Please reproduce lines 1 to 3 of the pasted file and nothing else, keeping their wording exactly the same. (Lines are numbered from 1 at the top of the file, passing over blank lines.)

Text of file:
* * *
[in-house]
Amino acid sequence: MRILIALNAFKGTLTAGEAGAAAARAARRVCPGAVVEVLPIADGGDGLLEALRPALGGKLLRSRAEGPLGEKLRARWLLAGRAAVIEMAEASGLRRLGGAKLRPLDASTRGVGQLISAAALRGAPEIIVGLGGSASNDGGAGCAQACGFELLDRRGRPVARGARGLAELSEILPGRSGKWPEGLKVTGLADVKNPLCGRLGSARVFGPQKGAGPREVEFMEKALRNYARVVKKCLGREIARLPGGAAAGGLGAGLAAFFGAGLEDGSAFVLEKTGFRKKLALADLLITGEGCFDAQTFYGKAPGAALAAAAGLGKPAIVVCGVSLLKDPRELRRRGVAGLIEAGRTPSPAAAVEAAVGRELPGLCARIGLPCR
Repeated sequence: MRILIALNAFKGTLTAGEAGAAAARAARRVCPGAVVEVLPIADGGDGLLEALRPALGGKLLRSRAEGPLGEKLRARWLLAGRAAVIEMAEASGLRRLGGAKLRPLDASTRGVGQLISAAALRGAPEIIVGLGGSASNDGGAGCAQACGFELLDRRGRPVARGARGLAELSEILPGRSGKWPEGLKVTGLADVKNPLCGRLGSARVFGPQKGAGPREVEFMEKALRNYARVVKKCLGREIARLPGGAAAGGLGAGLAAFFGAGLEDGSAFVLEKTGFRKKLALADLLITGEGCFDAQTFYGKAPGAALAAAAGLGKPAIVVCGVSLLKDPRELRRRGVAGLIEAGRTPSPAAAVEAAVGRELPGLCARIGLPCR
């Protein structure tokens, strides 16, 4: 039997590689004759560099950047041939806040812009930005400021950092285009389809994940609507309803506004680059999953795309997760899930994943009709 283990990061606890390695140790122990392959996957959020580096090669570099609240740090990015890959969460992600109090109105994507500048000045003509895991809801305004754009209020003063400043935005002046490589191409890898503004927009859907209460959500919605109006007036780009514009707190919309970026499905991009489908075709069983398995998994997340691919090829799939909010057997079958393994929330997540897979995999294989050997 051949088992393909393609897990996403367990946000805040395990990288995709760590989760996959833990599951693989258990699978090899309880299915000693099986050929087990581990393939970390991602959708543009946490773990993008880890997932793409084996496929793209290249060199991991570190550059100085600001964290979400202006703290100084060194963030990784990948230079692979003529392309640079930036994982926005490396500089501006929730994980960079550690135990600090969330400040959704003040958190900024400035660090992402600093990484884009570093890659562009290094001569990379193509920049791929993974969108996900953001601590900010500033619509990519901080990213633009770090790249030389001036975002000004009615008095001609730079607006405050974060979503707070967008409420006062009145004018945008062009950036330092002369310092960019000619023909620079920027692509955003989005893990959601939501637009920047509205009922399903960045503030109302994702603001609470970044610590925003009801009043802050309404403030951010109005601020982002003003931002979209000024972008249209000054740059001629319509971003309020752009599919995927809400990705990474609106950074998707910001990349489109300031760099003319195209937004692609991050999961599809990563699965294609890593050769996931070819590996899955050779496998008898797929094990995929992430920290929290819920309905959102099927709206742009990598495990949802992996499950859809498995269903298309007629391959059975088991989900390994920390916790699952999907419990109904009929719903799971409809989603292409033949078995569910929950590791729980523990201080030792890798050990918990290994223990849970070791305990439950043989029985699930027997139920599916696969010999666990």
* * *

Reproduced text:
[in-house]
Amino acid sequence: MRILIALNAFKGTLTAGEAGAAAARAARRVCPGAVVEVLPIADGGDGLLEALRPALGGKLLRSRAEGPLGEKLRARWLLAGRAAVIEMAEASGLRRLGGAKLRPLDASTRGVGQLISAAALRGAPEIIVGLGGSASNDGGAGCAQACGFELLDRRGRPVARGARGLAELSEILPGRSGKWPEGLKVTGLADVKNPLCGRLGSARVFGPQKGAGPREVEFMEKALRNYARVVKKCLGREIARLPGGAAAGGLGAGLAAFFGAGLEDGSAFVLEKTGFRKKLALADLLITGEGCFDAQTFYGKAPGAALAAAAGLGKPAIVVCGVSLLKDPRELRRRGVAGLIEAGRTPSPAAAVEAAVGRELPGLCARIGLPCR
Repeated sequence: MRILIALNAFKGTLTAGEAGAAAARAARRVCPGAVVEVLPIADGGDGLLEALRPALGGKLLRSRAEGPLGEKLRARWLLAGRAAVIEMAEASGLRRLGGAKLRPLDASTRGVGQLISAAALRGAPEIIVGLGGSASNDGGAGCAQACGFELLDRRGRPVARGARGLAELSEILPGRSGKWPEGLKVTGLADVKNPLCGRLGSARVFGPQKGAGPREVEFMEKALRNYARVVKKCLGREIARLPGGAAAGGLGAGLAAFFGAGLEDGSAFVLEKTGFRKKLALADLLITGEGCFDAQTFYGKAPGAALAAAAGLGKPAIVVCGVSLLKDPRELRRRGVAGLIEAGRTPSPAAAVEAAVGRELPGLCARIGLPCR